We all know the jibes that go back and forth among different camps in the marketing world… “Brand advertising is dead–experience drives brands today.” “TV is not dead, it’s still the single fastest mass awareness medium no matter what the Twitterverse believes.” “Digital may be measurable, but all that means is now coupons live online–whoopee.”
But like all sarcasm, each insult contains a grain of truth, even if it’s ridiculously exaggerated.
When it comes to digital efforts, you must start by realizing that anyone online is only ever two clicks away from sports, gossip. comedy, prOn–the endless parade of distraction that makes up the world wide web. You must be relentlessly self-interested, but the self in question here is their self not yours. Or your brand’s.
And worse, you also must realize that you’re vying for attention amidst a Niagara-esque deluge of digital information that anyone even remotely plugged in deals with these days. Our computers, our phones, our iPads–every platform presents endlessly renewed tsunamis of information and distraction. Which makes even something as light as Facebook both a joy and a chore.
But that’s anecdotal research. Now some smart people, the kind who probably wear lab coats, have actually done studies on the subject. Not surprisingly, their results match how most of us feel: we can’t quite keep up.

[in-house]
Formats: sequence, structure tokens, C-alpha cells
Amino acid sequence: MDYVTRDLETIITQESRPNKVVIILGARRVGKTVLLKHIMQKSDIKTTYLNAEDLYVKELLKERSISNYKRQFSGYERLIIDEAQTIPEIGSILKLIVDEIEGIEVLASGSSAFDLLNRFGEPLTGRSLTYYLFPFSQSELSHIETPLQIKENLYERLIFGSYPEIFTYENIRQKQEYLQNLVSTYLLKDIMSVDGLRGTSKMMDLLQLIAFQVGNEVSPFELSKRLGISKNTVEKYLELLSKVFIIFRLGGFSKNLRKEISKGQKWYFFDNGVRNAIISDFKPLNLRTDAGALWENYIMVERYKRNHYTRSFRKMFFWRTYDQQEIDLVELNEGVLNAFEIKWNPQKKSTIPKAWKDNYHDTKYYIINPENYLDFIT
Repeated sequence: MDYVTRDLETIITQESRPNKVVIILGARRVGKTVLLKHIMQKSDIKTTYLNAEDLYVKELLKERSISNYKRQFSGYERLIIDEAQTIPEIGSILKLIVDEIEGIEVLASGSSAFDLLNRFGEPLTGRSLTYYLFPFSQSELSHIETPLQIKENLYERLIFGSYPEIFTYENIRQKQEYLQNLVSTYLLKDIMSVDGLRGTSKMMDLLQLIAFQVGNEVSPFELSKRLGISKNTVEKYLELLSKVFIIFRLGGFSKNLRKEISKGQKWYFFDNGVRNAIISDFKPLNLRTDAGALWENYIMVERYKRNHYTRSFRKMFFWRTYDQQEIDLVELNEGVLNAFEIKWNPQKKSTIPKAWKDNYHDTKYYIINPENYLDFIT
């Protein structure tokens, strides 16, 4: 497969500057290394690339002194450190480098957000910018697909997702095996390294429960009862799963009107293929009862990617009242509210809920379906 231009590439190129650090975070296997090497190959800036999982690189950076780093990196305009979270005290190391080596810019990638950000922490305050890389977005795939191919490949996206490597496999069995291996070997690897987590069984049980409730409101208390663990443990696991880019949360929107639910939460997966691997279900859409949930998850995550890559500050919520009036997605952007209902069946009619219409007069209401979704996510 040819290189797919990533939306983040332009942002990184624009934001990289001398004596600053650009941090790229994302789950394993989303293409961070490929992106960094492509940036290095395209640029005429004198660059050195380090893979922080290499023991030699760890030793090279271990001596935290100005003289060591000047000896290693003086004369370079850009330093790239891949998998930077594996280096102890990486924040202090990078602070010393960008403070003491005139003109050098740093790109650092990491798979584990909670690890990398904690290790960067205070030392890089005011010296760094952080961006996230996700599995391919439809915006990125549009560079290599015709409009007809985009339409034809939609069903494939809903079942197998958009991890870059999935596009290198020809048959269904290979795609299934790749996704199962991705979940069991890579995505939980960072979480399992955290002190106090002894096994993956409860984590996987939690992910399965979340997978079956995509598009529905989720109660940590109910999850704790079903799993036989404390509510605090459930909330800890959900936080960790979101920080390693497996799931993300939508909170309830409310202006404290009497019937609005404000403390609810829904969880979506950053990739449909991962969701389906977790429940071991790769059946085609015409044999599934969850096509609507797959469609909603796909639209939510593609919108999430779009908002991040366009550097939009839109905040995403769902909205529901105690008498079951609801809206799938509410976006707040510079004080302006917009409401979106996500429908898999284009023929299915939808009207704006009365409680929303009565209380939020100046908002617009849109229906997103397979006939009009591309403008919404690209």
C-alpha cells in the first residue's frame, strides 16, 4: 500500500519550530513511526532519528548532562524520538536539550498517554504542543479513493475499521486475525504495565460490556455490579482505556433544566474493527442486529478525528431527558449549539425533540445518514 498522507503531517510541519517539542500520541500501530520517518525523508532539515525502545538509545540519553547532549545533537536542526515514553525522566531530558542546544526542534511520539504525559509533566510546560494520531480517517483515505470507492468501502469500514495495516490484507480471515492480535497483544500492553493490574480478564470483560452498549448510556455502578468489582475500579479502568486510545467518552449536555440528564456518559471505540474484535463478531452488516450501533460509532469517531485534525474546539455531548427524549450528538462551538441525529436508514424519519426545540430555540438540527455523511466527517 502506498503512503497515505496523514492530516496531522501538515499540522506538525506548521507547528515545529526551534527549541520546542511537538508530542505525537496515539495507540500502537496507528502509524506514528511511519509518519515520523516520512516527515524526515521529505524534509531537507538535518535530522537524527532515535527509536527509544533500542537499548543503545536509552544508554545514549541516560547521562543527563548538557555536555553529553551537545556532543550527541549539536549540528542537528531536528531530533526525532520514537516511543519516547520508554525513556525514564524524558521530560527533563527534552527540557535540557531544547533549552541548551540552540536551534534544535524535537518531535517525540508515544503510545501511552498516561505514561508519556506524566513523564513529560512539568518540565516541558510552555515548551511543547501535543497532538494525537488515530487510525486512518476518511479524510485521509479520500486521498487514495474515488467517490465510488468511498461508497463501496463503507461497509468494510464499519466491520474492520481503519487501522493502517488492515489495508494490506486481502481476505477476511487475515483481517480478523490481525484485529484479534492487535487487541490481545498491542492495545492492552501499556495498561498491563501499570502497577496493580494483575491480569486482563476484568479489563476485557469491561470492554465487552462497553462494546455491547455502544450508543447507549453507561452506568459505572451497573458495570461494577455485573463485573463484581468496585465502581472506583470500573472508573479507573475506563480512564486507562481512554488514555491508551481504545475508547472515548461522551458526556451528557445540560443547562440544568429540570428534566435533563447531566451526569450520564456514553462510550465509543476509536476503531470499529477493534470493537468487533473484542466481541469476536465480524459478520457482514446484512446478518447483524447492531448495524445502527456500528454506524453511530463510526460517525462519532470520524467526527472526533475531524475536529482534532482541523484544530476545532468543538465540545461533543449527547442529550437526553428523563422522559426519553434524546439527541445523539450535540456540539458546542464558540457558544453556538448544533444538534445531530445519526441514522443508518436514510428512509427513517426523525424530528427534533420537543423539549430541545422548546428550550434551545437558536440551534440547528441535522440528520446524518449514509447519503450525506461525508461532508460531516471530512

Of the people polled by Magnify.net for their April Digital Lifestyle survey (download it here), almost half admitted to being connected to the web “from the moment I wake up until the moment I go to bed.” Oh man… Worse, nearly three-quarters of them called their data stream “a roaring river”, “a flood”, or “a massive tidal wave.”
This access is literally changing human behavior. Over three quarters of us regularly respond to emails on nights and weekends, half of us never turn our cell phones off, and perhaps worst of all, 40% ignore family and friends with over 35% answering work emails while with our kids.
And technology will only increase that data stream.
So the real hard question to ask is this: is your idea worthwhile enough so it can pull people away from their friends and kids without making them resent you?
By Dennis Ryan, CCO, Olson